After the National Gallery, we took a look through the National Portrait Gallery and headed to Canberra Glassworks and booked into a glass tile session the following day. After a very late lunch, we headed back to the hostel then headed to watch the Canberra Brumbies (rugby union) vs. Sydney Waratahs. Heading to the game, we were hoping to run into a couple on exchange from Red Deer. Sheila and Adam are living in Cooma for the year and are just over an hour out of Cooma. We had spoken earlier that day about getting together (deciding to go out to their place for our third night) and hopefully meeting up at the game, if we could find each other. As it turned out, Sheila and Adam were sitting IN FRONT OF US at the game so we had a good laugh and a bit of a visit during the game.


Sunday in Canberra brought us to the War Museum which was really well done and very interesting. Brad and Hana joined a tour while Eoin and I eased into it a bit. Eoin was pretty uneasy with all the war memorabilia but he and I were able to pick up with a kids’ program there and he began to find it interesting. We spent a couple of hours after that completing a scavenger hunt together and met back up with Hana and Brad to go through some of the exhibit together. The displays were about the basics of war – uniforms, items used in battle, food, etc. through to battle plans, fighter planes and a helicopter. The National War Museum is also home to sculptures and memorials of soldiers who represented Australia in peace keeping missions as well. To see and begin to understand the scope of war and conflict as discussed in the museum had a real impact on us.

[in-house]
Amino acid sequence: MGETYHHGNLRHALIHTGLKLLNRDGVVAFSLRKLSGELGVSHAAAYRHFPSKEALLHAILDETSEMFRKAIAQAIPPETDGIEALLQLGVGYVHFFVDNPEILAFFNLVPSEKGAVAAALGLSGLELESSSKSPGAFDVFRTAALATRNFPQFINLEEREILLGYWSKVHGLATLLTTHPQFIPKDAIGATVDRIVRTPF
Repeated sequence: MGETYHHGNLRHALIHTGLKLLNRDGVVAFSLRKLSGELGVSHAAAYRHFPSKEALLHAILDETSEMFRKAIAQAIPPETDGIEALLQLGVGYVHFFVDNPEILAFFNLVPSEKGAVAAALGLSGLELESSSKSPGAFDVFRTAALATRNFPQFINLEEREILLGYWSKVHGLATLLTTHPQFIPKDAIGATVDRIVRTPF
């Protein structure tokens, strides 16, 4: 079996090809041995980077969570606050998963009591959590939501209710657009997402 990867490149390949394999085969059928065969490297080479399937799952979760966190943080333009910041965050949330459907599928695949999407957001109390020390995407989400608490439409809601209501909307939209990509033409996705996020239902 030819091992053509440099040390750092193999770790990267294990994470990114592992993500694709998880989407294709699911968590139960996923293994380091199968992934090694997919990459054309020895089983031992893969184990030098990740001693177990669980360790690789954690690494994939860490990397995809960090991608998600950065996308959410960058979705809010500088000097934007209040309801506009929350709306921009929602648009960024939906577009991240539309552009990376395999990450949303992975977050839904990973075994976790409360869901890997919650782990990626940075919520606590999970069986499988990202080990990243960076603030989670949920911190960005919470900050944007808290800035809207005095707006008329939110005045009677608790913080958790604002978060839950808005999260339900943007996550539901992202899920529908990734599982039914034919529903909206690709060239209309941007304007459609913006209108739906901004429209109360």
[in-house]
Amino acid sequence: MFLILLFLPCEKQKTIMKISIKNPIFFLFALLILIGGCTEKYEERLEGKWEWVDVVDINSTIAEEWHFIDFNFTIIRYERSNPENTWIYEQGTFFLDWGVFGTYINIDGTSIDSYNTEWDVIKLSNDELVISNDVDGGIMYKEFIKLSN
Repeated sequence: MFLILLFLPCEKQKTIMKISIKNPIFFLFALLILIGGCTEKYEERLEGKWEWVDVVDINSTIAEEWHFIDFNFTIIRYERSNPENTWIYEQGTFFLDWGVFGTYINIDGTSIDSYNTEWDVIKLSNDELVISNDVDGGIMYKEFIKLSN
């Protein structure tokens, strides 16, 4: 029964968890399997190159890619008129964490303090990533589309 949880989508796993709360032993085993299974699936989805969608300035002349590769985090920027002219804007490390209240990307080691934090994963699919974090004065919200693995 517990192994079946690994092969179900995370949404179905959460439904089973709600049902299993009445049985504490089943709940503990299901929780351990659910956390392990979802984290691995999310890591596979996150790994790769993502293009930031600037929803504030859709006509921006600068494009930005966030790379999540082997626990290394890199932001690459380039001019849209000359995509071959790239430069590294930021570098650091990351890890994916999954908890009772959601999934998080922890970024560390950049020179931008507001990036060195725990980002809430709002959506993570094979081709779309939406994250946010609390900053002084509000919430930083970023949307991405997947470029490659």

After going to the War Museum, we headed to Cooma and arrived at Sheila and Adam’s place for dinner. We had a great feast and a fantastic visit. The kids were really happy to have a “foster” auntie and uncle to visit with here. We were sad to go the next morning – both the kids and I had tears. We find, while here, that those relationships that feel most like home are great to develop but also leave us feeling the most sad when we have to say goodbye and continue on our travels.